Monday, May 12, 2008

On another note..................what would YOU do?

Now here is a strange story about recycling, and one which I think warrants discussion on many levels.

It seems that there is a church in Hamburg, Germany, St. Katherine's Church, which had an old organ parts of which originated in the exact same organ on which Johann Sebastian Bach played in and around 1720.

This church in Hamburg decided they didn't want to repair it. They then sold this organ to a Polish church near Danzig for about 25,00 Euros.
This Polish church gave their existing, older organ to a church in the Ukraine free of cost. The Polish church will now spend about 350,000 Euros for renovation of this Bach organ.

St. Katherine's Church in Hamburg is trying to raise funds with which to buy a 3.5 million Euro organ and they'll have a wonderful, brand spanking new organ on which to play music!
What would you have done were you the church leaders? Keep the Bach organ and repaired it or do what St. Katherine's did?


Unknown said...

As a culturist, I think the government or someone should do all they can to preserve whatever remnants of our traditional culture we can. That organ may someday be the only proof that Europe was not traditionally Islamic!

Elmers Brother said...

I would have spent the 1/10th of the cost to repair it. Makes sense to me.

Anonymous said...

This is a no brainer. You keep the original organ and have it repaired! It's an historic gem for heaven's sake.

The organ which was played by Bach is priceless. Something does occur to me. Ivory is now illegal to sell or purchase, something the old organ has to have, (ivory keys) not to mention the wood and no doubt hand craftsmanship that went into it. Priceless.


Anonymous said...

Excuse me zin; but this news is very important;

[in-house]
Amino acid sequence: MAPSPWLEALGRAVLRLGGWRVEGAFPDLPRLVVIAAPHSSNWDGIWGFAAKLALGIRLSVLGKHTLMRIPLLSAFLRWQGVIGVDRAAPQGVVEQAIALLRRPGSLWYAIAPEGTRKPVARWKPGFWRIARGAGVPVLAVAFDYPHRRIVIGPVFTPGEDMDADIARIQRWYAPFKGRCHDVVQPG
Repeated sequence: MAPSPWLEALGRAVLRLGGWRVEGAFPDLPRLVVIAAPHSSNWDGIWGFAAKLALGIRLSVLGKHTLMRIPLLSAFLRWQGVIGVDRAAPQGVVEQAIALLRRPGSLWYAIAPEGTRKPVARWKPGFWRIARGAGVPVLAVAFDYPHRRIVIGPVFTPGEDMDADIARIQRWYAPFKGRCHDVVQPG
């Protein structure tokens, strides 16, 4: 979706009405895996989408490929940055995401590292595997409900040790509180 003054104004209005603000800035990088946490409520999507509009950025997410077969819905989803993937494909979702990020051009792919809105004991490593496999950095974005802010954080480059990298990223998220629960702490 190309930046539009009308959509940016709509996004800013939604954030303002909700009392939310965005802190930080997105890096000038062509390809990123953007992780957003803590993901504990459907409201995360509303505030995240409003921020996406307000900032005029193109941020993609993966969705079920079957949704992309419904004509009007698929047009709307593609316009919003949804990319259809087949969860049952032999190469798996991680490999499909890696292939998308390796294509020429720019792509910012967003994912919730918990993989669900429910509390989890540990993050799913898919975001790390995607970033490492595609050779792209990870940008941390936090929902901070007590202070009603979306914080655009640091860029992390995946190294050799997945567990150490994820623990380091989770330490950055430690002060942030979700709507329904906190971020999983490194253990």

according to the AP; the 3 recent Jihadists in Iraq who had made the suicide Bombing were the Koweitians whe were freed from GITMO.


Z said...

SAM: We had heard this was the case a few weeks ago, that a GITMO detainee who'd been freed had done a bombing.
Is this brand new from AP?
WHY don't people realize this weren't nice people if they were detained in the first place!? Thanks!

Pris, yes, ivory trade is illegal and you can rest assured those keys were ivory. Good point.

Always On Watch said...

Aside from the financial aspect, the church in Hamburg should have preserved the Bach treasure they had in the first place.

As a former church organist and speaking for other active organists I knownow , any of us would be thrilled and honored to play a pipe organ which had even a small connection to Johann Sebastian Bach.

Anonymous said...

A number of things:

If this was an organ made by Aarp Schnitger, who made all of the organs of note that Bach played upon (no pun intended), it definitely is an historic treasure. "Priceless" is inadequate to describe it.

A surprising number of Schnitger organs are still extant. Several important organists of the 20th century have recorded Bach's music on these intruments.